Red meat, processed meat, fish and sugar-sweetened beverages increase the risk of hypertension whilst whole grains, fruits, nuts, legumes and dairy reduce the risk

In May 2017 researchers from Germany and Austria published their review of the medical scientific literature to assess the relationship between the consumption of 12 major food groups and risk of hypertension. A total of 28 studies investigating the association between whole grains, refined grains, vegetables, fruits, nuts, legumes, eggs, dairy, fish, red meat, processed meat, and sugar-sweetened beverages and the risk of hypertension were included in the analysis. Results showed that whole grains 30g/day, fruits 100g/day, nuts 28g/day, legumes 100g/day and dairy 200g/day were associated with a reduced risk of hypertension whereas red meat 85g/day, processed meat 30g/day, fish 100g/day and sugar sweetened beverages 250ml/day increased the risk.  No association was seen with refined grains, vegetables and eggs and the risk of hypertension.  A further analysis revealed that red meat (1 serving/day), processed meat (1 serving/day), fish (1 serving/day), and sugar sweetened beverages (2 servings/day) increased the risk of hypertension by 42%, whereas non-consumption of these foods reduced the risk by 33%. It should be noted that the quality of evidence was considered very low to low but that these findings support the current dietary guidelines in the prevention of hypertension.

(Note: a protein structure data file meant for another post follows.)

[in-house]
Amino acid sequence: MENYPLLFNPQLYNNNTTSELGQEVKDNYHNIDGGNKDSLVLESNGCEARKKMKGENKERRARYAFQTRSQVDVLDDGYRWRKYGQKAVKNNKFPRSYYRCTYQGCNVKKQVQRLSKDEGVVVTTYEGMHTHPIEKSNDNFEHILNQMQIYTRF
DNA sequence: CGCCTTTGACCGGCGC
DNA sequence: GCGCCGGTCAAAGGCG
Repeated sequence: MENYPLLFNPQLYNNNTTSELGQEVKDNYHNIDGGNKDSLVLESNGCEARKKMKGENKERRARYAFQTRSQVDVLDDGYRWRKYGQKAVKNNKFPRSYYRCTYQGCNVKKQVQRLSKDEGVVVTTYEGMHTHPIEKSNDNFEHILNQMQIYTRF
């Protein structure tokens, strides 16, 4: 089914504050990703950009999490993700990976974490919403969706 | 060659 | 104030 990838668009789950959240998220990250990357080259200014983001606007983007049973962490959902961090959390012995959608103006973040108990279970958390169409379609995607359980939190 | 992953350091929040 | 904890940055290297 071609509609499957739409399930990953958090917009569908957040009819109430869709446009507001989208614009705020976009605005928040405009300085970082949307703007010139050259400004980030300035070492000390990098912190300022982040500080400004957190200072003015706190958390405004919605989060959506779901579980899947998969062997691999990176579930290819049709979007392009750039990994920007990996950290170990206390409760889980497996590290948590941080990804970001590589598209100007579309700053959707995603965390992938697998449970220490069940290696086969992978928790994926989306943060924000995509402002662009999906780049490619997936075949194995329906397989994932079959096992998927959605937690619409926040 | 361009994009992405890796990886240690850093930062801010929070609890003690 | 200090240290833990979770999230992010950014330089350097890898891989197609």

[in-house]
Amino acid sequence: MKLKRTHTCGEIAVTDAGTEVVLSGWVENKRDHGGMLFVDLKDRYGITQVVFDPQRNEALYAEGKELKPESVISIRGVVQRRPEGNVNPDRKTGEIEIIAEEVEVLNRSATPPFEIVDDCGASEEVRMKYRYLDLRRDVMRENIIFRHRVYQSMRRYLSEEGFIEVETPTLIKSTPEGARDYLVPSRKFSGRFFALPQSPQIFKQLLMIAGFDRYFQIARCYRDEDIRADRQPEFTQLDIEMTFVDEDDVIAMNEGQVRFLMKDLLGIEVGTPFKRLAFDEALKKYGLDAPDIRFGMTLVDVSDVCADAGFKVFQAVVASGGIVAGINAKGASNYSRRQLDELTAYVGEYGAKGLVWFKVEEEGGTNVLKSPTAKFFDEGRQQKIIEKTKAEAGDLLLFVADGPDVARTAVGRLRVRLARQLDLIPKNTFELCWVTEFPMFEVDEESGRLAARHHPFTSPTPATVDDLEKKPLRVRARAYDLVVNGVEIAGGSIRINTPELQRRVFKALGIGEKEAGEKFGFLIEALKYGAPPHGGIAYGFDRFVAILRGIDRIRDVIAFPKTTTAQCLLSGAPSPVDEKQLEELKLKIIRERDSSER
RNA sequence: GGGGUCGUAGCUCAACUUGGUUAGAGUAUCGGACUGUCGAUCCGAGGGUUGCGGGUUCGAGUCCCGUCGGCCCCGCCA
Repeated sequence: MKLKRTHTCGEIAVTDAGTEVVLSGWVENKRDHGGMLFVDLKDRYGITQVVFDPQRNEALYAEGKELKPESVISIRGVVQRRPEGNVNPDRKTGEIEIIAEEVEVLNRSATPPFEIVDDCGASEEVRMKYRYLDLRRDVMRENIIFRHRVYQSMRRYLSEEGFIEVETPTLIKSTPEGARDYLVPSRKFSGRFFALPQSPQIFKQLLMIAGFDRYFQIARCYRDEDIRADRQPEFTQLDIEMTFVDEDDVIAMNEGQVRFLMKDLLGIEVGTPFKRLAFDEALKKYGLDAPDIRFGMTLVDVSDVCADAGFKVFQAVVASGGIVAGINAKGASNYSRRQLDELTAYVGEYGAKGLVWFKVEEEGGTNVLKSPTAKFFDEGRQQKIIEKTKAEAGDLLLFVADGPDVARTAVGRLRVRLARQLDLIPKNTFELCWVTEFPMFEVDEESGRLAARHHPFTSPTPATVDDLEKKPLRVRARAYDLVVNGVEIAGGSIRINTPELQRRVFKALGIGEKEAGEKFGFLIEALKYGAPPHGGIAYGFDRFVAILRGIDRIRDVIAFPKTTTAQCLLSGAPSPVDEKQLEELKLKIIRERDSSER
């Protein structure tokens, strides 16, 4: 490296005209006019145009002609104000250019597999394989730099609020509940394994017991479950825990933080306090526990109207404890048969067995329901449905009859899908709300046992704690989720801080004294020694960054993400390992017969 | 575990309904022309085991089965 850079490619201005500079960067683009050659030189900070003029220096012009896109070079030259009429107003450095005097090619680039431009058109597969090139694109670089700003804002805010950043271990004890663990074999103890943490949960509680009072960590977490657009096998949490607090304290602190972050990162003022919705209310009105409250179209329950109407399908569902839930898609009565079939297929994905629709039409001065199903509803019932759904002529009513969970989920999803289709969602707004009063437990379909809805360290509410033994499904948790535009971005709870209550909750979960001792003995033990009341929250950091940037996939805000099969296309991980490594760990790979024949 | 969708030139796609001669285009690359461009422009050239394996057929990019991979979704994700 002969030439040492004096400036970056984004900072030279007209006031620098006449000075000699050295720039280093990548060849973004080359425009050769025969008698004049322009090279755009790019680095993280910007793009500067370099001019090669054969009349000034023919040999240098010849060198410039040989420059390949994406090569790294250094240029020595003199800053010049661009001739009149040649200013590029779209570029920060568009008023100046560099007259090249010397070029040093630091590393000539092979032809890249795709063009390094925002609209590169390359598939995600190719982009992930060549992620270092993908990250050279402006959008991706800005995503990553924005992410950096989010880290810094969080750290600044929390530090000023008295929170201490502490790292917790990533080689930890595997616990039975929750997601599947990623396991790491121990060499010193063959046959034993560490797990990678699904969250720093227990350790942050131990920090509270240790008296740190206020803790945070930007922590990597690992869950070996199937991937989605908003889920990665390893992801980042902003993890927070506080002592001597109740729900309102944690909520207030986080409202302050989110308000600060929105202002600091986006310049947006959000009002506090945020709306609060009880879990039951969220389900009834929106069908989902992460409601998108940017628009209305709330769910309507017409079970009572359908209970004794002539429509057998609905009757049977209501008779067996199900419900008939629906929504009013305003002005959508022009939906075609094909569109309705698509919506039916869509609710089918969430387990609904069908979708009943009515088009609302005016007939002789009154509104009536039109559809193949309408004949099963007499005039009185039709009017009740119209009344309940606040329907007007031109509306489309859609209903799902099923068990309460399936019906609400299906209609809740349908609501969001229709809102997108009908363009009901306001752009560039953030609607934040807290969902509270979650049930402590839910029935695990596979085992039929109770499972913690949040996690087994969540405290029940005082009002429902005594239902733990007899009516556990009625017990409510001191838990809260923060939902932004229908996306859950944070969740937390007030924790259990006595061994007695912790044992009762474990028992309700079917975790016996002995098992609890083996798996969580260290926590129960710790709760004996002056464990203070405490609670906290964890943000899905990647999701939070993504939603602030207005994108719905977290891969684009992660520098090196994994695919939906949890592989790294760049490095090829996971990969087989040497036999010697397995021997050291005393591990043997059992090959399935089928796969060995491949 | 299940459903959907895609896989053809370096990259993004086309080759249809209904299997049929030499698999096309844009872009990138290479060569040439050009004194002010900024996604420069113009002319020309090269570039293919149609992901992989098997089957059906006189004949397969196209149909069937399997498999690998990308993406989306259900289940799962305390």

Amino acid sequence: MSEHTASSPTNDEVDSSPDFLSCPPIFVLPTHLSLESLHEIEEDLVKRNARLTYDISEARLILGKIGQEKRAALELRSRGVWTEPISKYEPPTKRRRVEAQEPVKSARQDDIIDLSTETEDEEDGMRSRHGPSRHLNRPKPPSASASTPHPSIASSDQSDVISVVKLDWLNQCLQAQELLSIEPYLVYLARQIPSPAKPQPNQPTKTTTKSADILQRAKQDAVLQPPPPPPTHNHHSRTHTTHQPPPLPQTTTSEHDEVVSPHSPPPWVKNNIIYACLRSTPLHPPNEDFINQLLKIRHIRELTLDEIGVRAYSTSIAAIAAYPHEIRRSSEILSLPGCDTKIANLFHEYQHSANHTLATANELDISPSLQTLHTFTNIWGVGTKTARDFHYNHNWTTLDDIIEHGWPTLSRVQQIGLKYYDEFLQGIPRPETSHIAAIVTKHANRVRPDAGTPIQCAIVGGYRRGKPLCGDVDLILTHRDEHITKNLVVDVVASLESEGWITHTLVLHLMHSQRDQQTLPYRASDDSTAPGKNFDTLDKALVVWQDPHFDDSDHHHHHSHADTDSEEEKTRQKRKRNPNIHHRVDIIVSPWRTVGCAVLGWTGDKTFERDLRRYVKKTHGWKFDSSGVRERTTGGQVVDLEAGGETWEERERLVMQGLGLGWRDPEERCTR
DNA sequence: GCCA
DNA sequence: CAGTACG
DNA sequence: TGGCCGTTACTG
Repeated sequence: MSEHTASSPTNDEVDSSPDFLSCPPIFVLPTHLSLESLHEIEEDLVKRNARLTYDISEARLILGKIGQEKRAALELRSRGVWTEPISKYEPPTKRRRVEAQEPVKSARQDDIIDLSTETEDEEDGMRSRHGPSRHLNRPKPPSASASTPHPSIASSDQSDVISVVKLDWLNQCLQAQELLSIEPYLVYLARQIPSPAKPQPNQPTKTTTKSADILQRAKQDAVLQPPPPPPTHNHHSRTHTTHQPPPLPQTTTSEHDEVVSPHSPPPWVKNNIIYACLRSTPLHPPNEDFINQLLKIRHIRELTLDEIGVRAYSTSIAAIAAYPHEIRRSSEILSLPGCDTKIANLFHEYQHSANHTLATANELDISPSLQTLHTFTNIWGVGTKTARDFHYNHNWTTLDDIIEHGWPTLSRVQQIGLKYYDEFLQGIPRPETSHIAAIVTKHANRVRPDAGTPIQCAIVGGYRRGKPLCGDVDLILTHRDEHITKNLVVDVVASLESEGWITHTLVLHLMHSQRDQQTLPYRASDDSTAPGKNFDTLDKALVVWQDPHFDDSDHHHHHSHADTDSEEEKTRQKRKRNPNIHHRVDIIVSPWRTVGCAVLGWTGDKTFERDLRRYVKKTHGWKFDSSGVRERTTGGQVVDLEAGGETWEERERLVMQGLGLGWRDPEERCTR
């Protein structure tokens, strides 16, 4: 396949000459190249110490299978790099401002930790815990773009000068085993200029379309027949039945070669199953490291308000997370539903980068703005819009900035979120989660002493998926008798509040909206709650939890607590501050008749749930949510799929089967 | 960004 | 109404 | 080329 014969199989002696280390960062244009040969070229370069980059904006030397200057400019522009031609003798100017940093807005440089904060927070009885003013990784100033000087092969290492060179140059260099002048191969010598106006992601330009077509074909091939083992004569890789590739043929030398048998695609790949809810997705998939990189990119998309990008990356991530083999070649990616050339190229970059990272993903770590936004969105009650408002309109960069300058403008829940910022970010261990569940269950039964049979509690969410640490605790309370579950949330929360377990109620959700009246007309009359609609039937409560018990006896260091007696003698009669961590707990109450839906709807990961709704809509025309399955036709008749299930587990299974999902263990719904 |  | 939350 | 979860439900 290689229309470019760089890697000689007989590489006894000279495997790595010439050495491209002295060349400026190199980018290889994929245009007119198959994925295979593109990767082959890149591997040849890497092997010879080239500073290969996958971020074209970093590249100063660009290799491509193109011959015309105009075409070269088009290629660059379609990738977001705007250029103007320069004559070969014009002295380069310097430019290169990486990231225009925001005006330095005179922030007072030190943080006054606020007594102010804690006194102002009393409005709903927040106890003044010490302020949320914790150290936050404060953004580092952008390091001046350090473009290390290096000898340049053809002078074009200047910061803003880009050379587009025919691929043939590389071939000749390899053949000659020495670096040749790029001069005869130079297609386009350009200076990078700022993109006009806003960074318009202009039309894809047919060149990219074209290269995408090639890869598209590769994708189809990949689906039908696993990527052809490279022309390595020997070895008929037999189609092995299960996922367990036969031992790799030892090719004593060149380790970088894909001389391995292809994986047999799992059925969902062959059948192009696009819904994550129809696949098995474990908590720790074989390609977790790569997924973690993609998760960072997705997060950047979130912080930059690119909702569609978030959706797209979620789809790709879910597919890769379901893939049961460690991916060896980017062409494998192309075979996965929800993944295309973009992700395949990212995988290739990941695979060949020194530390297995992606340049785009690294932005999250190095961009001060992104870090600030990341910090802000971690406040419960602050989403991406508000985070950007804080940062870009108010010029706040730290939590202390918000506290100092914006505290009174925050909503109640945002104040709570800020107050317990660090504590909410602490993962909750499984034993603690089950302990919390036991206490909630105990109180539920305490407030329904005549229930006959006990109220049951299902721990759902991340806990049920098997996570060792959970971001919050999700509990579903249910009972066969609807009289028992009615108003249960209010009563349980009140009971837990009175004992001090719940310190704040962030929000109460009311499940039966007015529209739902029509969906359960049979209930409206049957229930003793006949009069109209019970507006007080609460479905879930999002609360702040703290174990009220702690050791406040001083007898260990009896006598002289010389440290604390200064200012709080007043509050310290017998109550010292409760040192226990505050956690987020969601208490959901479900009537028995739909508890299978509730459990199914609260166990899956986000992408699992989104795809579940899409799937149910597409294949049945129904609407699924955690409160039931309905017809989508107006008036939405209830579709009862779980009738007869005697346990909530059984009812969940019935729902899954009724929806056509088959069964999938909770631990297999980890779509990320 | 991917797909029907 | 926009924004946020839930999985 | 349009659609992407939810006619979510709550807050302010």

Schwingshackl L et al.Food Groups and Risk of Hypertension: A Systematic Review and Dose-Response Meta-Analysis of Prospective Studies. Adv Nutr. 2017 Nov 15;8(6):793-803; plus Adv Nutr. 2018 Mar; 9(2): 163–164

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